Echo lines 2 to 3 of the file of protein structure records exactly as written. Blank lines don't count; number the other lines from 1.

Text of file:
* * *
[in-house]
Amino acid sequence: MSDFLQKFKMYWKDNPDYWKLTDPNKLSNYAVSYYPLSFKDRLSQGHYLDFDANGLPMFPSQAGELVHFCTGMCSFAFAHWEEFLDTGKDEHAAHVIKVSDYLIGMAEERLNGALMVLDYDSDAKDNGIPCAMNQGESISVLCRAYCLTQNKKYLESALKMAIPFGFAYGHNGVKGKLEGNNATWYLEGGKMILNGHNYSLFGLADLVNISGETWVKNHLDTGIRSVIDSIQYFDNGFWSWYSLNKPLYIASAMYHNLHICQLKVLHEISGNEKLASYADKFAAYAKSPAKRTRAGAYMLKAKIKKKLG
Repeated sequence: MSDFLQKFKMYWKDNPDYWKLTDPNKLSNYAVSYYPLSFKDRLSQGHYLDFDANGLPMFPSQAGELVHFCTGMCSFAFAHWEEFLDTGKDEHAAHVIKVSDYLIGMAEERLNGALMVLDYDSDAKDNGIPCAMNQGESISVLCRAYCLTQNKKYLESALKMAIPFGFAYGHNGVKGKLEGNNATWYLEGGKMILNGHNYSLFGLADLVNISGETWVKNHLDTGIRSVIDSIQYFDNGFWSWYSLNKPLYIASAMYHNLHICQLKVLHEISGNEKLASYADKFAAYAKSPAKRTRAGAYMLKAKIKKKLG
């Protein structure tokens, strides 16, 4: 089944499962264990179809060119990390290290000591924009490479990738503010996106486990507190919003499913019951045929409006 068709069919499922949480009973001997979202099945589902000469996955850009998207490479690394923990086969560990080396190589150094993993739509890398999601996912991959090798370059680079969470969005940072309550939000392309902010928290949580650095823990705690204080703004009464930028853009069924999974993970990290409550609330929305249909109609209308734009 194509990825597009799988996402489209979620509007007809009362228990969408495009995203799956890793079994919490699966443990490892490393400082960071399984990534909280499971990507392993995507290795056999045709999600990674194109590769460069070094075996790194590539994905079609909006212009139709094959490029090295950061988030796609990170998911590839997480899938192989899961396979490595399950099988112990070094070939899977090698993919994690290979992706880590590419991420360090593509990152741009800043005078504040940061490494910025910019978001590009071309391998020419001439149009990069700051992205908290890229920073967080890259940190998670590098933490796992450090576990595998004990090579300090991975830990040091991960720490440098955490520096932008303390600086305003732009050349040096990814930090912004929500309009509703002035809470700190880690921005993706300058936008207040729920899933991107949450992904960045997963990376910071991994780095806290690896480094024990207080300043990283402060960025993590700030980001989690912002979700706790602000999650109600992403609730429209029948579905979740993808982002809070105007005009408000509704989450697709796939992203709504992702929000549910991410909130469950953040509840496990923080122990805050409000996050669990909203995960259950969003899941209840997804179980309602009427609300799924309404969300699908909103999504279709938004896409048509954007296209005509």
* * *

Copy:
Amino acid sequence: MSDFLQKFKMYWKDNPDYWKLTDPNKLSNYAVSYYPLSFKDRLSQGHYLDFDANGLPMFPSQAGELVHFCTGMCSFAFAHWEEFLDTGKDEHAAHVIKVSDYLIGMAEERLNGALMVLDYDSDAKDNGIPCAMNQGESISVLCRAYCLTQNKKYLESALKMAIPFGFAYGHNGVKGKLEGNNATWYLEGGKMILNGHNYSLFGLADLVNISGETWVKNHLDTGIRSVIDSIQYFDNGFWSWYSLNKPLYIASAMYHNLHICQLKVLHEISGNEKLASYADKFAAYAKSPAKRTRAGAYMLKAKIKKKLG
Repeated sequence: MSDFLQKFKMYWKDNPDYWKLTDPNKLSNYAVSYYPLSFKDRLSQGHYLDFDANGLPMFPSQAGELVHFCTGMCSFAFAHWEEFLDTGKDEHAAHVIKVSDYLIGMAEERLNGALMVLDYDSDAKDNGIPCAMNQGESISVLCRAYCLTQNKKYLESALKMAIPFGFAYGHNGVKGKLEGNNATWYLEGGKMILNGHNYSLFGLADLVNISGETWVKNHLDTGIRSVIDSIQYFDNGFWSWYSLNKPLYIASAMYHNLHICQLKVLHEISGNEKLASYADKFAAYAKSPAKRTRAGAYMLKAKIKKKLG